Figure 1.

Schematic drawing (a) and photograph (b) of an Arabidopsis plant growing in substrate overfilled pots. Rosette growing and measuring form (a) allowed easy leaf clamping with the chamber head of the Li-6400 (b), avoiding problems of leaf fragility and also fully covering the 2 cm2 area of the chamber with leaf tissue. The plant shown in the picture was 30 d old.

Plants were grown for 46 d in a growth chamber under controlled conditions (12 : 12 h photoperiod, light at 250 ± 50 µmol quanta m−2 s−1, 25°C: 20°C day : night temperature and relative humidity above 40%), watered daily and with half-strength Hoagland's solution (Epstein, 1972) applied twice weekly. Leaves from the sixth to eighth pair of the rosette were labeled. Once these leaves attained a size suitable for gas exchange measurements (i.e. on day 28 after germination), gas exchange measurements were started, and the same leaves were measured during the entire experiment. Detailed measurements were performed during two periods, corresponding to 28–31 (young plants) and 42–46 (old plants) d after germination. The rosette diameter was 10 ± 1 cm, and the number of leaves 19 ± 1, with nonsignificant differences between the two plant ages. In young plants, bolting was initiated, while in old plants the first siliques were emerged.

Gas exchange and chlorophyll fluorescence measurements

All measurements were made on the same leaves described above, at 25°C and using the 2 cm2 leaf chamber. Instantaneous gas exchange measurements at saturating light (photosynthetically active photon flux density (PPFD) of 1500 µmol m−2 s−1) and 400 µmol CO2 mol−1 air were performed several times during the experiments. Detailed gas exchange experiments were restricted to the two periods described above (i.e. 28–31 and 42–46 d after germination), and included ANCi curves and determinations of respiration in the light (Rl) and the apparent CO2 photocompensation point (Ci*) according to the method of Laisk (1977).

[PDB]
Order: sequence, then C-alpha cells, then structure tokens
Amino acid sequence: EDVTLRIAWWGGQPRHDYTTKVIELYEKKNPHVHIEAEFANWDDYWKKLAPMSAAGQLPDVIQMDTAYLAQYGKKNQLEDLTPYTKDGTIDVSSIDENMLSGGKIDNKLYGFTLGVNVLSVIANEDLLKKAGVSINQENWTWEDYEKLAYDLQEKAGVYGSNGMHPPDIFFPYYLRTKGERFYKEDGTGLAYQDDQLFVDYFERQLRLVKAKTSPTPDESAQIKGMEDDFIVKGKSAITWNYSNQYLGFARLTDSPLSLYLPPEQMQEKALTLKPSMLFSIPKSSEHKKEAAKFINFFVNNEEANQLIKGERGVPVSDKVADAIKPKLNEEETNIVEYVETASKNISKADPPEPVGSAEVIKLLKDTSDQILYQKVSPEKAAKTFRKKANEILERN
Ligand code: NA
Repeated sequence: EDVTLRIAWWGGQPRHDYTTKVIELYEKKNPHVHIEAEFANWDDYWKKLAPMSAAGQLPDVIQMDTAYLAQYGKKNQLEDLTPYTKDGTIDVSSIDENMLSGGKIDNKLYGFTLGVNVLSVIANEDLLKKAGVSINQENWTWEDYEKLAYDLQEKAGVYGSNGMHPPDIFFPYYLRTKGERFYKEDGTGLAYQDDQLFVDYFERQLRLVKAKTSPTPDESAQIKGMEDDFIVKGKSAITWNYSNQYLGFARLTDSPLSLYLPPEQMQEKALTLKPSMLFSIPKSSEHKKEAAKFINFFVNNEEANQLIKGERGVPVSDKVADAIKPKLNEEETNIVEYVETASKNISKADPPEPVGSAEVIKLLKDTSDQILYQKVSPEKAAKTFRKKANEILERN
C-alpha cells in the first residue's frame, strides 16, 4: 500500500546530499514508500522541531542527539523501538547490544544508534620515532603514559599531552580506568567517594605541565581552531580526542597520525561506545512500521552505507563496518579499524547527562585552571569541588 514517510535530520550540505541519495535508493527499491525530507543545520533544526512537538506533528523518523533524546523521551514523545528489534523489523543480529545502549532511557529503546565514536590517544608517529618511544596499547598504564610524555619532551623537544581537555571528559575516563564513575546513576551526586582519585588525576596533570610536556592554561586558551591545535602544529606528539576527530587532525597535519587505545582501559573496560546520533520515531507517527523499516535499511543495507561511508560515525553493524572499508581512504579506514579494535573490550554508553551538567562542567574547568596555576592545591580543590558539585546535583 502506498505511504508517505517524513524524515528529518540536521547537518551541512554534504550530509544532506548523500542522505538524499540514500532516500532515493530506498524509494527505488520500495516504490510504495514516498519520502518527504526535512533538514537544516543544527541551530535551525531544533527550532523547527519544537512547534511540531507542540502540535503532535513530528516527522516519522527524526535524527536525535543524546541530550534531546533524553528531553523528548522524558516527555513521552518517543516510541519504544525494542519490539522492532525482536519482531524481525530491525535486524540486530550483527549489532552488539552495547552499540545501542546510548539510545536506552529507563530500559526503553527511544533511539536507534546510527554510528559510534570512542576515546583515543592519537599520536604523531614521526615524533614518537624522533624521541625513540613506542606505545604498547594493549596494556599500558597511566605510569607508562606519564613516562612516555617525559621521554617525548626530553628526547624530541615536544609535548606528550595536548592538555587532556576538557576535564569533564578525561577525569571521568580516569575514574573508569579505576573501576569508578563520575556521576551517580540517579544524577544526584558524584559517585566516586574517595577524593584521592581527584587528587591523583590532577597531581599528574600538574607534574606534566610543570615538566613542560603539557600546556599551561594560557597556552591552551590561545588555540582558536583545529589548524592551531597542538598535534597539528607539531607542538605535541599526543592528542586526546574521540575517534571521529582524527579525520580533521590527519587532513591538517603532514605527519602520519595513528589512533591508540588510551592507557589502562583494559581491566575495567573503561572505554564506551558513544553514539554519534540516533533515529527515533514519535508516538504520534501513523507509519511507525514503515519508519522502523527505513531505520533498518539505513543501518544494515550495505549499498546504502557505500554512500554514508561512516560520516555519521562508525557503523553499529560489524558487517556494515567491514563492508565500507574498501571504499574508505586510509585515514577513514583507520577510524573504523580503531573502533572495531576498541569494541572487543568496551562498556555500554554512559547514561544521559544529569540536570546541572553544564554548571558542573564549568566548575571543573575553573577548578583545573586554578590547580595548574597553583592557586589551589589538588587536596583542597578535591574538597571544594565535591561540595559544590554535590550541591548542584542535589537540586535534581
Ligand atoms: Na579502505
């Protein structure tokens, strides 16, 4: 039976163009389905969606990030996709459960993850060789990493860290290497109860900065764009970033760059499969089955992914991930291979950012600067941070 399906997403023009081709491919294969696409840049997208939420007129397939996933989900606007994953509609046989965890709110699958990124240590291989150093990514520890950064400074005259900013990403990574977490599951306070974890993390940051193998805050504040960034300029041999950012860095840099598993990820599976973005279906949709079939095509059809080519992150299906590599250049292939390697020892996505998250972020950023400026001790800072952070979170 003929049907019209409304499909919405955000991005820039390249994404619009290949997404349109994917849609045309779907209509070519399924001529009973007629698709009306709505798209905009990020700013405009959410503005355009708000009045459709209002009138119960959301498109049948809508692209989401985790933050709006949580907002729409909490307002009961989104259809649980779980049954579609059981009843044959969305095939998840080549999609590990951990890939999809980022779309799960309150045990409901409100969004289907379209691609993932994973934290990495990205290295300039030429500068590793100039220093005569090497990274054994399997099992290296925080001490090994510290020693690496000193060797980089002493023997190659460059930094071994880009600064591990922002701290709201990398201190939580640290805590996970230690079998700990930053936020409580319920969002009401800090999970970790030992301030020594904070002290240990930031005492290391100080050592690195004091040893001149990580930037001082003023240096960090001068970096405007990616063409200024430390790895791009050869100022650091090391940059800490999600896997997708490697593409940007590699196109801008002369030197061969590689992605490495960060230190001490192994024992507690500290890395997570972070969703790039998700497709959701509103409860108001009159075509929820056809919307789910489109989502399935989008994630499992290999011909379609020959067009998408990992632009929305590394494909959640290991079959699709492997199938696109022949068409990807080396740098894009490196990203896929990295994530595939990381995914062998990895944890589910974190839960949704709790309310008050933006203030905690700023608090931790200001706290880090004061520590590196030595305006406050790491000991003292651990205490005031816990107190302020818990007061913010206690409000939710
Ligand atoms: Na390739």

ANCi curves were measured, using an open gas exchange system Li-6400. Leaf gas exchange parameters were determined simultaneously with measurements of chlorophyll fluorescence using the open gas exchange system Li-6400 with an integrated fluorescence chamber head (Li-6400–40). The actual photochemical efficiency of photosystem II (φPSII) was determined by measuring steady-state fluorescence (Fs) and maximum fluorescence during a light-saturating pulse of c. 8000 µmol m−2 s−1 (Fm′) following the procedures of Genty et al. (1989):

φPSII = (Fm′–Fs)/Fm

The electron transport rate (Jflu) was then calculated as:

Jflu = φPSII× PPFD ×α

(α, a term that includes the product of leaf absorption and the partitioning of absorbed quanta between photosystems II and I). α was determined from the relationship between φPSII and φCO2 obtained by varying light intensity under nonphotorespiratory conditions in an atmosphere containing < 1% O2 (Warren & Dreyer, 2006). The resulting α was 0.454, not differing among plant ages. This value was confirmed by measuring leaf absorptance using a spectroradiometer (HR2000CG-UV-NIR, Ocean Optics Inc., Dunedin, FL, USA) as described by Schultz (1996), using the light source from the Li-6400 and making the measurements inside a dark chamber. The resulting value of 0.88 implies a light partitioning towards PSII of 0.51, well within the range of typically reported values (Laisk & Loreto, 1996).